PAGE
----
Turning sports into an economic centre


For many, sports is a recreational activity to keep fitness levels up. For the chosen ones, it’s a career which can be highly rewarding. But sports as a business? If Youth and Sports Minister Datuk Seri Ahmad Shabery Cheek were to have his way, he would like to see sports develop into an industry in the country, one that will generate economic growth while according Malaysians from all walks of life a sense of pride and achievement. StarBizWeek’s JAGDEV SINGH SIDHU and EUGENE MAHALINGAM interviewed the minister on what this entails:

What are the benefits of developing sports as an industry in Malaysia?

It is important to develop a new model to finance sports. There are two models in the world – the China model where the government sponsors everything; and the American model, where the industry is completely self-sufficient. If people think they can make money from a sports team, they will set one up.

The role of the Government is mostly to manage. In many countries, the (sports) commission plays the role of managing the sports associations so it can run by itself. Infrastructure is built by local councils for the community. Everything will be self-funded and there will be little investment from the Government.

Now, we are working towards that.

A lot needs to be done to move towards that direction, correct?

One is the right mindset. Right now people look at the salaries of our football players and they will blame the Government for that.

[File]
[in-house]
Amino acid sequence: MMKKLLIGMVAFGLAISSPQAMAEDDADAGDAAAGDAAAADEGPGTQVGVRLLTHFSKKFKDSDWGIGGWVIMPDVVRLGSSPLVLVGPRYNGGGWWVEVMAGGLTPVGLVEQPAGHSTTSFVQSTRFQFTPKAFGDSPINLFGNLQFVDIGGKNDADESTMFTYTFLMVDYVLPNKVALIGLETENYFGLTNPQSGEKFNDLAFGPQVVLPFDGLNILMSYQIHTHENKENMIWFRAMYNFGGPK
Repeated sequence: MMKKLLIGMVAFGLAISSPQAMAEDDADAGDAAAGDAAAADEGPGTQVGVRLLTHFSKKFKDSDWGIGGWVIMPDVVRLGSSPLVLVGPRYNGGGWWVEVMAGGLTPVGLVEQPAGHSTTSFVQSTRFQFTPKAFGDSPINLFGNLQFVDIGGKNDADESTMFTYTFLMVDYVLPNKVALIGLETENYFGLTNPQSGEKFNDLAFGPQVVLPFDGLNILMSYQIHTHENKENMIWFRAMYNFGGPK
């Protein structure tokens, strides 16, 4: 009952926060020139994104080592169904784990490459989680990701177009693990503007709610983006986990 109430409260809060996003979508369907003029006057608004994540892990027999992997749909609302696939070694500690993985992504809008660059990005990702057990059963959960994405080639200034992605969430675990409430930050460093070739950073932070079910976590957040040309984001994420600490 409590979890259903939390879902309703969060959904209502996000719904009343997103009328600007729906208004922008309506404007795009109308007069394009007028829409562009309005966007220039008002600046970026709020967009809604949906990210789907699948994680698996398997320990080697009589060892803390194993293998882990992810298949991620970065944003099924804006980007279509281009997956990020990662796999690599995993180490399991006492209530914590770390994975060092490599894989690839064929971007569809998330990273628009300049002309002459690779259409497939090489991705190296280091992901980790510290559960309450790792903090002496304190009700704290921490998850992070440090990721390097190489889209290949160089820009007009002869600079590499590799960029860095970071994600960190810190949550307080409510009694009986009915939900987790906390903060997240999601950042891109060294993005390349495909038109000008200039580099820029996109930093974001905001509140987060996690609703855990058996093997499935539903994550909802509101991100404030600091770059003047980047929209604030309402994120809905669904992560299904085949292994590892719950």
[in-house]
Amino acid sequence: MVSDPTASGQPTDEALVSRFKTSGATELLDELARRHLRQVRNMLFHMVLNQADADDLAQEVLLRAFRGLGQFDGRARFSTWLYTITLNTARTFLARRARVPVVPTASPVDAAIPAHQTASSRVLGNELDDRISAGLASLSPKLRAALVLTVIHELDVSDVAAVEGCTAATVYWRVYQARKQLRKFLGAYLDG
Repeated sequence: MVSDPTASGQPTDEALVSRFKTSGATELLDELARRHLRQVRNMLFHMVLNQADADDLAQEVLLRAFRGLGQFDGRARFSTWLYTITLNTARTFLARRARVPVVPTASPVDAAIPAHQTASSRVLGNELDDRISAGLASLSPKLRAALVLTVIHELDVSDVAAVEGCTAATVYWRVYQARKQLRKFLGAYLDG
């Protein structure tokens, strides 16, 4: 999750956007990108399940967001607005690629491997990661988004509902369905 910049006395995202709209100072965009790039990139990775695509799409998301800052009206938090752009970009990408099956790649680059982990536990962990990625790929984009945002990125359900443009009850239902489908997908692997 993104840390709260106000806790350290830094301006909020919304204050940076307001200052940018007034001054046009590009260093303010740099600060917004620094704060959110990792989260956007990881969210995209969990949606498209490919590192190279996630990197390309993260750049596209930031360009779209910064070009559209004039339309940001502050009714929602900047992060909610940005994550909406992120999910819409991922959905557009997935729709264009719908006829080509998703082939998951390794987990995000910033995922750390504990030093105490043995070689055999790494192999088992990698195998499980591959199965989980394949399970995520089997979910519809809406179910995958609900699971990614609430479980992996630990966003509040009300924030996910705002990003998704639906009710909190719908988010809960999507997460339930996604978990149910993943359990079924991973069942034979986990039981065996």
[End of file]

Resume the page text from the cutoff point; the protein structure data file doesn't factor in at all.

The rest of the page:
Look at the EPL (English Premier League) where the players are paid millions. Their salaries are paid by the clubs, not the government. But there, people are willing to pay a high price for tickets to enter the stadium. Over here, we expect it to be free or cheap.

It’s an issue of mindset because they expect the Government to build everything. In other countries, every club has its own academy to produce and sell players. People want their children to be a footballer because that is a career. In South Korea, families spend money to train their children to be golfers because they know there is money in the sport.

Noh Seung-yul, who won the Malaysian Open, was a millionaire at the age of 19. Parents are now thinking if their children become engineers or doctors, they can only be millionaires at the age of 40 or 50.

Sports has become a way of making a living.

Is that prevalent here in Malaysia?

The change in mindset is taking place with new policies from the Education Ministry. One is to separate sports instead of having it as part of the general co-curriculum.

Second is the introduction of one student one sport. Maybe in future, students cannot graduate if they don’t have credit points or hours from sports like in the United States. It’s a culture in that country.

But here, if the children are not good in mathematics or science, then they drop out and get into sports. Education has to move towards a more conducive system that looks at sports as an important ingredient in terms of their achievement as students.

When you look at the potential of athletes, which sports do we have a chance to excel in?

In the sports industry we don’t focus, even though it is inter-related, on the success of athletes. For instance in England, they are successful in organising Wimbledon but who cares whether there is an English tennis champion. People will book a year ahead for their tickets at Wimbledon.

For an industry, it does not matter if results are produced or not but of course it will stimulate interest if results are there. For instance, football. We hope to produce results and we have done so lately. This has stimulated interest in the game in Malaysia. One day, people will go to the stadium because they appreciate football.

Japan has the J League which is successful. But in this part of the world, there is no comparable success, correct?